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The 2020 update of the Canadian Stroke Best Practice Recommendations (CSBPR) for the Secondary Prevention of Stroke includes current evidence-based recommendations and expert opinions intended for use by clinicians across a broad range of settings. They provide guidance for the prevention of ischemic stroke recurrence through the identification and management of modifiable vascular risk factors. Recommendations address triage, diagnostic testing, lifestyle behaviors, vaping, hypertension, hyperlipidemia, diabetes, atrial fibrillation, other cardiac conditions, antiplatelet and anticoagulant therapies, and carotid and vertebral artery disease. This update of the previous 2017 guideline contains several new or revised recommendations. Recommendations regarding triage and initial assessment of acute transient ischemic attack (TIA) and minor stroke have been simplified, and selected aspects of the etiological stroke workup are revised. Updated treatment recommendations based on new evidence have been made for dual antiplatelet therapy for TIA and minor stroke; anticoagulant therapy for atrial fibrillation; embolic strokes of undetermined source; low-density lipoprotein lowering; hypertriglyceridemia; diabetes treatment; and patent foramen ovale management. A new section has been added to provide practical guidance regarding temporary interruption of antithrombotic therapy for surgical procedures. Cancer-associated ischemic stroke is addressed. A section on virtual care delivery of secondary stroke prevention services in included to highlight a shifting paradigm of care delivery made more urgent by the global pandemic. In addition, where appropriate, sex differences as they pertain to treatments have been addressed. The CSBPR include supporting materials such as implementation resources to facilitate the adoption of evidence into practice and performance measures to enable monitoring of uptake and effectiveness of recommendations.
Objectives: To examine the effect of pre-injury alcohol use, acute alcohol intoxication, and post-injury alcohol use on outcome from mild to moderate traumatic brain injury (TBI). Methods: Prospective inception cohort of patients who presented to the Emergency Department with mild to moderate TBI and had a blood alcohol level (BAL) taken for clinical purposes. Those who completed the 1-year outcome assessment were eligible for this study (N=91). Outcomes of interest were the count of post-concussion symptoms (British Columbia Post-Concussion Symptom Inventory), low neuropsychological test scores (Neuropsychological Assessment Battery), and abnormal regions of interest on diffusion tensor imaging (low fractional anisotropy). The main predictors were pre-injury alcohol consumption (Cognitive Lifetime Drinking History interview), BAL, and post-injury alcohol use. Results: The alcohol use variables were moderately to strongly inter-correlated. None of the alcohol use variables (whether continuous or categorical) were related to 1-year TBI outcomes in generalized linear modeling. Participants in this cohort generally had a good clinical outcome, regardless of their pre-, peri-, and post-injury alcohol use. Conclusions: Alcohol may not significantly alter long-term outcome from mild to moderate TBI. (JINS, 2016, 22, 816–827)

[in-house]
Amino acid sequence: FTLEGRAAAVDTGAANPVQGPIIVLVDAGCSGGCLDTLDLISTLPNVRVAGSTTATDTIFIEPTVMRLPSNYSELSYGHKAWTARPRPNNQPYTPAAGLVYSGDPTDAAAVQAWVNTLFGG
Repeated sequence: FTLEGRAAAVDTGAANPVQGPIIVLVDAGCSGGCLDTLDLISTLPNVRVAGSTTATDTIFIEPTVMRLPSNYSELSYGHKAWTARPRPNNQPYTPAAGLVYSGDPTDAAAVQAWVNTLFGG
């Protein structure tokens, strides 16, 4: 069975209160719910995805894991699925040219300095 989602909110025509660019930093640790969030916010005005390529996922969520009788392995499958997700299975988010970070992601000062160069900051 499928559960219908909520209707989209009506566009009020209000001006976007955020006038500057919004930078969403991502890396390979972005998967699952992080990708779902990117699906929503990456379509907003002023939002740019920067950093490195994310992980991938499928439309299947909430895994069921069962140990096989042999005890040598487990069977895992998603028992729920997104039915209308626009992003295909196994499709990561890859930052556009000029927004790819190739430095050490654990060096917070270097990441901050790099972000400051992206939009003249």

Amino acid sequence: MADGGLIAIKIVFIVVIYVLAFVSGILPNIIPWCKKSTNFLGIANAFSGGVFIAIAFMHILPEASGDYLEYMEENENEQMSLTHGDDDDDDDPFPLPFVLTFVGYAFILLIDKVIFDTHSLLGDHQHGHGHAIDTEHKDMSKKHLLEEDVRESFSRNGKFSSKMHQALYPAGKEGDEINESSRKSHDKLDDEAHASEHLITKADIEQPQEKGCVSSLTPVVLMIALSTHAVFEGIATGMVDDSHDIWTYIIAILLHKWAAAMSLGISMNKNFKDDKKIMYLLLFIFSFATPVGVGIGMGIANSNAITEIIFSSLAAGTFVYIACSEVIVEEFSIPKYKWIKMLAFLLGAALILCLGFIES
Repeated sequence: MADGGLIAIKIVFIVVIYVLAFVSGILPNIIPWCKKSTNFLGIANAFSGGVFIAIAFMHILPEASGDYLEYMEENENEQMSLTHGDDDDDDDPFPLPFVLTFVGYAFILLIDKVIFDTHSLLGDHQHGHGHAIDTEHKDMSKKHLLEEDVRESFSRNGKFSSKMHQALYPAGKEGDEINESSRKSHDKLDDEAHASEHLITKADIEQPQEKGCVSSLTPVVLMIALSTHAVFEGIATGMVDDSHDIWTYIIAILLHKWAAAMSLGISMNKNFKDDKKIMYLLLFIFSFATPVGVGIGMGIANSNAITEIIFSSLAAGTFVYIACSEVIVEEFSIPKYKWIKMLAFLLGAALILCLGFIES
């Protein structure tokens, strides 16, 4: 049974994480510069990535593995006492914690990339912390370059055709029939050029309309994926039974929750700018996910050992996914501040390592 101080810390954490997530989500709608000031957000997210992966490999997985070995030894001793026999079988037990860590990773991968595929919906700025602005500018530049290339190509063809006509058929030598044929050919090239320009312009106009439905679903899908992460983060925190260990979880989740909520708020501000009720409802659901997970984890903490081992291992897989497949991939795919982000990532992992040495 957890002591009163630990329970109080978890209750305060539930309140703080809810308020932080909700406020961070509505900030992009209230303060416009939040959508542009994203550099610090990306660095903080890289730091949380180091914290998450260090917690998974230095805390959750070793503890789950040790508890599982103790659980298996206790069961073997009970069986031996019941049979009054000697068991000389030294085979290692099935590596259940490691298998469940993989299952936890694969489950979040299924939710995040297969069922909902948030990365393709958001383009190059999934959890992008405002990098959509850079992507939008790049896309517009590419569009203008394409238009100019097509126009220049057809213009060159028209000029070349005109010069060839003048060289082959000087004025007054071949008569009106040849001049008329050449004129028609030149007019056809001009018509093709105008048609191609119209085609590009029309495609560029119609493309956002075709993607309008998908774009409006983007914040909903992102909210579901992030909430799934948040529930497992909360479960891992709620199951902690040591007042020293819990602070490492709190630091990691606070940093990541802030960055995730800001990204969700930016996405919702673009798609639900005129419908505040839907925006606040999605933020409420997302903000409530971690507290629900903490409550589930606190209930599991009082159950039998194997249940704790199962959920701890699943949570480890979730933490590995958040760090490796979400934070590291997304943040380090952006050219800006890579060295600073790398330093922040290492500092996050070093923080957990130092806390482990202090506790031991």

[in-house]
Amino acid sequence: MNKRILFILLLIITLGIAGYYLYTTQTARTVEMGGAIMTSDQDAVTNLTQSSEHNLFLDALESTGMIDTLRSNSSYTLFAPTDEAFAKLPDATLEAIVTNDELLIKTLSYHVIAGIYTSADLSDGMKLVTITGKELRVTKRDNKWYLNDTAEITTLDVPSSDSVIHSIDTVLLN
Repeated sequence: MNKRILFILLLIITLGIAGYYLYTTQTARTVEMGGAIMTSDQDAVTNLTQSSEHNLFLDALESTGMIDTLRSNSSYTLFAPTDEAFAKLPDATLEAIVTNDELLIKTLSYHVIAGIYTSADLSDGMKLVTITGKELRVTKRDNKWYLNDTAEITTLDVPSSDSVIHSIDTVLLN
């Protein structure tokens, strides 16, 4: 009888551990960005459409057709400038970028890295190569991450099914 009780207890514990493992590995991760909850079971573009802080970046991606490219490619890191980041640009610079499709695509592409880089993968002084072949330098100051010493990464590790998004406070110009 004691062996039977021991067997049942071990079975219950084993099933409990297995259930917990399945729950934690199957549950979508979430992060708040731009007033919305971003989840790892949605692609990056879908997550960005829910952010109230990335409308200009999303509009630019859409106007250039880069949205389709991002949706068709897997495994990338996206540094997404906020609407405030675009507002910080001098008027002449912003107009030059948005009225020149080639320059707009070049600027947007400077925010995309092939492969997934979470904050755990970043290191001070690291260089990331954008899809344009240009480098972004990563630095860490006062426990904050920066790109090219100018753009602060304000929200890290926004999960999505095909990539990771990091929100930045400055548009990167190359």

Medulloblastoma is the most common malignant central nervous system tumour in children but, in contrast, quite rare in adults. Hemispheric, rather than midline, cerebellar medulloblastomas are more common in older children and adults. We present the unusual case of a 71-year-old man who presented with a fourth ventricular mass that proved to be a medulloblastoma.
A 71-year-old man presented with progressive balance problems, slurred speech and double vision. A CT scan of the brain revealed a hyperattenuating, partially calcified, avidly enhancing mass within the fourth ventricle. Diffusion weighted MRI showed restricted diffusion within the mass. The patient underwent a midline suboccipital craniotomy and a subtotal resection was achieved.
Histological examination showed a densely cellular neoplasm composed of small cells with a tendency towards neuroblastic rosette formation. Most cells were strongly positive for neuron-specific enolase and synaptophysin. Ultrastructurally, tumour cells showed evidence of neuronal differentiation. These findings were consistent with a classical medulloblastoma.
Adult medulloblastoma should be considered in the differential diagnosis of a partially calcified hyperattenuating mass within the fourth ventricle.
The neurological determination of death (NDD) is primarily considered to be clinical. However, situations may arise where confounding factors make this clinical assessment difficult or impossible. As a result, ancillary tests have been developed in order to aid in the confirmation of brain death. As assessment of neuronal electrical activity; electroencephalography (EEG) is no longer recommended in this determination, tools assessing cerebral perfusion, as reflected by the presence or absence of cerebral blood flow (CBF), are the mainstay of NDD. The preferred ancillary test currently is Hexamethylpropylene amine oxime-single photon emission computed tomography (HMPAO SPECT) radionuclide angiography. When this is not available, or is equivocal, 4-vessel cerebral angiography can be used to determine the presence or absence of intracranial blood flow. However, as cerebral angiography has its own limitations, other techniques are sought by physicians in the Intensive Care and Neuro-intensive Care settings to replace cerebral angiography. In this article, we briefly review the history of diagnosis of brain death, pathophysiologic issues in making this determination, and currently available CBF imaging techniques, discussing each in turn with respect to their utility in the diagnosis of brain death.
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